Shares in a community solar and battery project in the New South Wales city of Orange are set to go on offer, opening up the benefits of solar and storage to locals of the central western region who don’t have a suitable rooftop or are otherwise unable to access them.
The outfit behind the community solar project, Energy Democracy, said this week that it was preparing to launch of the Central West NSW renewable energy cooperative on Friday this week, offering 917 parcels of shares to co-op members.
Each parcel equates to 2.5kWh of solar and 2.5kWh of battery storage and costs $4995 per parcel – a competitive price compared to the cost of an individual residential solar and battery system, which Energy Democracy has been able to achieve through economies of scale.
The parcels make up just under half of the Orange Community Renewable Energy Park – a 5MWW solar and 5MWh battery energy storage facility being developed by ITP Renewables around 6km north-west of the town centre of Orange on the Essential Energy grid.
The solar and battery project got the all-clear for development in March of last year, at which time Energy Democracy was able to purchase the 44% share in the project with the help of grant funding from the NSW government’s Regional Community Energy Fund.
“Australia has seen a massive uptake of rooftop solar, from 8,000 systems in 2008 to over 2.55 million in 2020. That is wonderful if you are fortunate enough to have a suitable roof, but anyone without a suitable roof is unfortunately denied access to this cheaper, cleaner energy,” said the co-op’s chair, Kate Cook, in a letter ahead of the share offering.
“Energy Democracy’s vision is to enable wider participation in the renewable energy revolution that is now underway. The Co-operative model supports a local approach while collaborating with others to leverage initiatives that deliver cheaper power and reduce our impact on the environment.”
Co-op members are allotted their share of the project’s renewable energy via ‘virtual’ transfer, delivered via the network through smart meters. According to the Energy Democracy website, this promises to deliver an average saving of between $700 and $1000 each year on members’ power bills and a return on investment within five to seven years.
Another option is to choose to be an investor only, where the energy generated by a member’s parcel of shares sold at best price on the market. This option is expected to offer an average payback of eight years, and return on investment of up to 12%, Energy Democracy says.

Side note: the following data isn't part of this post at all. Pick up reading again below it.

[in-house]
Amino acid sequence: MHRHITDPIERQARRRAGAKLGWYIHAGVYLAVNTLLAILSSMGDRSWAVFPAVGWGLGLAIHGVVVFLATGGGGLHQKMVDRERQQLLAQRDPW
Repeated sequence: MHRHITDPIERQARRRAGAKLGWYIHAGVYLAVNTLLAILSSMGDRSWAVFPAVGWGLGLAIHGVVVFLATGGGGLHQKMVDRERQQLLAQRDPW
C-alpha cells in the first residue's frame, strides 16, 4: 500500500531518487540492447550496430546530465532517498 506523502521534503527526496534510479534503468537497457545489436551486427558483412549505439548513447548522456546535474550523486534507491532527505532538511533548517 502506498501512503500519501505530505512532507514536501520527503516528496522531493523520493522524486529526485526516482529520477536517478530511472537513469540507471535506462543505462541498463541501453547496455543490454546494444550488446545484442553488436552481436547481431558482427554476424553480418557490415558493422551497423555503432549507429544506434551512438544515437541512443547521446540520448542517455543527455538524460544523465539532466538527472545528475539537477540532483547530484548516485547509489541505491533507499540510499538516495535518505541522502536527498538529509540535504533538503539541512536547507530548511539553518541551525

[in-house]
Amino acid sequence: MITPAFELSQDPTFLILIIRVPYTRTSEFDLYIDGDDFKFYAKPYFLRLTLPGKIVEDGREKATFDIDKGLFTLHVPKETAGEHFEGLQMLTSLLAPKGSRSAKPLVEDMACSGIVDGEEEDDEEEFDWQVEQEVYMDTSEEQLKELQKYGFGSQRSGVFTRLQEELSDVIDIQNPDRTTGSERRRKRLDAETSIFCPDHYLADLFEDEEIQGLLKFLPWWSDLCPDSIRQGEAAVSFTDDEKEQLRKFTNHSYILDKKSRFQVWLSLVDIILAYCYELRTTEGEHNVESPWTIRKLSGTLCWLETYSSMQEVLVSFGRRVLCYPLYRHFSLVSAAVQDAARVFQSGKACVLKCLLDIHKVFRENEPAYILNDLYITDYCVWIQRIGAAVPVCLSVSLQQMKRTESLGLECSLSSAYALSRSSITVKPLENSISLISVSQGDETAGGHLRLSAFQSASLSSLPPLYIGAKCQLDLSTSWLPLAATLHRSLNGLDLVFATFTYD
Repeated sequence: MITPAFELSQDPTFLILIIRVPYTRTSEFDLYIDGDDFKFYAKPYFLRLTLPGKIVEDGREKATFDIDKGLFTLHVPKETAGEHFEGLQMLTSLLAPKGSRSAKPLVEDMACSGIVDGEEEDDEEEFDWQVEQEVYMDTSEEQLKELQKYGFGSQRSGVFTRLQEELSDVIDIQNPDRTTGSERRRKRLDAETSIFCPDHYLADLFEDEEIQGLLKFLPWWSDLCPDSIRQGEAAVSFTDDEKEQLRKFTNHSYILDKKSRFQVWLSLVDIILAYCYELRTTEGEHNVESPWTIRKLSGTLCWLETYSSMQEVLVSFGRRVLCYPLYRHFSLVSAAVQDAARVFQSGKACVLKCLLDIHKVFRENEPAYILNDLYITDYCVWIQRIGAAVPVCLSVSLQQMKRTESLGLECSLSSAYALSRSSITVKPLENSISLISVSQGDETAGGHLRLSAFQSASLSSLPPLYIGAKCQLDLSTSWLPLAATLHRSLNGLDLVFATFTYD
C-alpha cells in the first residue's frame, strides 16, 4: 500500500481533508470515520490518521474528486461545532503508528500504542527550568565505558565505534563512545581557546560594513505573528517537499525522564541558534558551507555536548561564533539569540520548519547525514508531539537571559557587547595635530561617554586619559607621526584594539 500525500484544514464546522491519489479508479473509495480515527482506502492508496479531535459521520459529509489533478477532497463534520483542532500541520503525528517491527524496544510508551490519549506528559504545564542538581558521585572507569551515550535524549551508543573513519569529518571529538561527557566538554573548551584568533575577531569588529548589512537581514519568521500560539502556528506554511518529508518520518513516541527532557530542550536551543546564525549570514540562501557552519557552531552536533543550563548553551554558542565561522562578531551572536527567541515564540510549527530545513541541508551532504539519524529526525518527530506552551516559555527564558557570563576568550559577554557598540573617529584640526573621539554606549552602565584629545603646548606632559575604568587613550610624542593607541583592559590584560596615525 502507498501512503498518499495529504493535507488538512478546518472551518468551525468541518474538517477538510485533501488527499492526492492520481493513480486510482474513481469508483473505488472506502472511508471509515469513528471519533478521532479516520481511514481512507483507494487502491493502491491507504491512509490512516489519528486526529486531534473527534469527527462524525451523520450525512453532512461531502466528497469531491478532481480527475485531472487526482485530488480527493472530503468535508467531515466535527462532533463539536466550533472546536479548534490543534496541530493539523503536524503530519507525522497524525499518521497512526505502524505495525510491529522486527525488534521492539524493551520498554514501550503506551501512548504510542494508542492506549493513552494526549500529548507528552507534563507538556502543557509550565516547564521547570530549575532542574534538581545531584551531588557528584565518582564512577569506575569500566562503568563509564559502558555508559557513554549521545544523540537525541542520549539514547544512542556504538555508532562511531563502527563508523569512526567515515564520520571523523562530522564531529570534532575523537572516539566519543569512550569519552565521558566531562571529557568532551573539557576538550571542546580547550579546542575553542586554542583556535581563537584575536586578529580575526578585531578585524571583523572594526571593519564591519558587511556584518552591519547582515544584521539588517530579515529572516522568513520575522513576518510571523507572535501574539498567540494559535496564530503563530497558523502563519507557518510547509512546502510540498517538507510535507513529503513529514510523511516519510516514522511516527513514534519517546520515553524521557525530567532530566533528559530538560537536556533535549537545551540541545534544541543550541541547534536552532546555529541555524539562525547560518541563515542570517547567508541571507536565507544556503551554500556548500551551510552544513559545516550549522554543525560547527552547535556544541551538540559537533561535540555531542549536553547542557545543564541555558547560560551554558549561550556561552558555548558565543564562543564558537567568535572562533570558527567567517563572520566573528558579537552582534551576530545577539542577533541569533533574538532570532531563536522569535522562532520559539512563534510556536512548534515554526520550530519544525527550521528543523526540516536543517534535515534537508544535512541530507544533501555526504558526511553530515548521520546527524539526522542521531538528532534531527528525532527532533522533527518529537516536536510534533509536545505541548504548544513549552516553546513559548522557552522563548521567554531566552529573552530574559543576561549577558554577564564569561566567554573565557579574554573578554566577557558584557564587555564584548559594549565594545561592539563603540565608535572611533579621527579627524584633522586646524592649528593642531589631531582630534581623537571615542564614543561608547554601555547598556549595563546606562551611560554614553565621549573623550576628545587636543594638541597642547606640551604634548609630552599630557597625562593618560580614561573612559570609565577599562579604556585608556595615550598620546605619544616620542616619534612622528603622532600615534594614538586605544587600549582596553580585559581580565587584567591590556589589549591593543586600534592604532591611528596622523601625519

Alan Major, the managing director of Energy Democracy, said last year that the co-op would also actively help members to understand how they were using energy, to help them to be more efficient.
“Energy savings can be traded for the benefit of the co-operative. The co-operative then decides how surpluses are to be distributed, in consultation with the members,” a statement said.
Shared renewable energy projects are gradually becoming more popular in Australia, via a variety of developments across the country, particularly as technology catches up with the need to find alternatives to rooftop solar for the millions of Australians not able to access it.
Last month, one of Australia’s first and largest community-owned solar farms, a 1MW project financed by more than 400 Canberra locals, was completed at its site in the ACT’s Majura district, six years after it was first proposed by developer SolarShare.
In NSW, the developers of a 1.8MW community solar and battery farm in the southern Tablelands city of Goulburn last month issued a call for expressions of interest to design and build the project.
The Goulburn Solar Farm, which is being built in by not-for-profit group Community Energy 4 Goulburn (CE4G), aims to be majority-owned by local residents, who can buy in to the project for a minimum $400 a share.
Energy Democracy, meanwhile, has three more co-operatives in the pipeline in Australia and New Zealand, including Horsham in Victoria and Mallala in South Australia. To join the Central West NSW co-op, click here.